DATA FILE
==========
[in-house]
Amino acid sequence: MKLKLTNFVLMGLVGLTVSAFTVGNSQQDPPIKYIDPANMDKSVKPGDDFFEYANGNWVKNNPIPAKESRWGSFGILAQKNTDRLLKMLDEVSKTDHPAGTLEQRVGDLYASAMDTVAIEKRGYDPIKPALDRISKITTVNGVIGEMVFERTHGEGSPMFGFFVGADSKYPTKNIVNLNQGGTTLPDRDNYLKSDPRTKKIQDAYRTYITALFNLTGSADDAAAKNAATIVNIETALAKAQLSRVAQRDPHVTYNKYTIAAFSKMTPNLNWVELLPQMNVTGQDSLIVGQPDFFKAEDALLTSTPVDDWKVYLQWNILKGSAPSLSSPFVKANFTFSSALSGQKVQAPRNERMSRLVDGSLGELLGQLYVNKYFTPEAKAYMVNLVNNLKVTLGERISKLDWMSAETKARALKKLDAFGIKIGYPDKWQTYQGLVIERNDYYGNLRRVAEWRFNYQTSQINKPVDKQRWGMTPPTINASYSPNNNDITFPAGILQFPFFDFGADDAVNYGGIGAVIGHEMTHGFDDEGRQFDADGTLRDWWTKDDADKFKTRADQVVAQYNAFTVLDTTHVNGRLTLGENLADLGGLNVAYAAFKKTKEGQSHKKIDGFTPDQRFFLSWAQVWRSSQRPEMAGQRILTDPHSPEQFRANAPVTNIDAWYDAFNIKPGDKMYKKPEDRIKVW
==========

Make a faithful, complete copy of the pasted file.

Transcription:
[in-house]
Amino acid sequence: MKLKLTNFVLMGLVGLTVSAFTVGNSQQDPPIKYIDPANMDKSVKPGDDFFEYANGNWVKNNPIPAKESRWGSFGILAQKNTDRLLKMLDEVSKTDHPAGTLEQRVGDLYASAMDTVAIEKRGYDPIKPALDRISKITTVNGVIGEMVFERTHGEGSPMFGFFVGADSKYPTKNIVNLNQGGTTLPDRDNYLKSDPRTKKIQDAYRTYITALFNLTGSADDAAAKNAATIVNIETALAKAQLSRVAQRDPHVTYNKYTIAAFSKMTPNLNWVELLPQMNVTGQDSLIVGQPDFFKAEDALLTSTPVDDWKVYLQWNILKGSAPSLSSPFVKANFTFSSALSGQKVQAPRNERMSRLVDGSLGELLGQLYVNKYFTPEAKAYMVNLVNNLKVTLGERISKLDWMSAETKARALKKLDAFGIKIGYPDKWQTYQGLVIERNDYYGNLRRVAEWRFNYQTSQINKPVDKQRWGMTPPTINASYSPNNNDITFPAGILQFPFFDFGADDAVNYGGIGAVIGHEMTHGFDDEGRQFDADGTLRDWWTKDDADKFKTRADQVVAQYNAFTVLDTTHVNGRLTLGENLADLGGLNVAYAAFKKTKEGQSHKKIDGFTPDQRFFLSWAQVWRSSQRPEMAGQRILTDPHSPEQFRANAPVTNIDAWYDAFNIKPGDKMYKKPEDRIKVW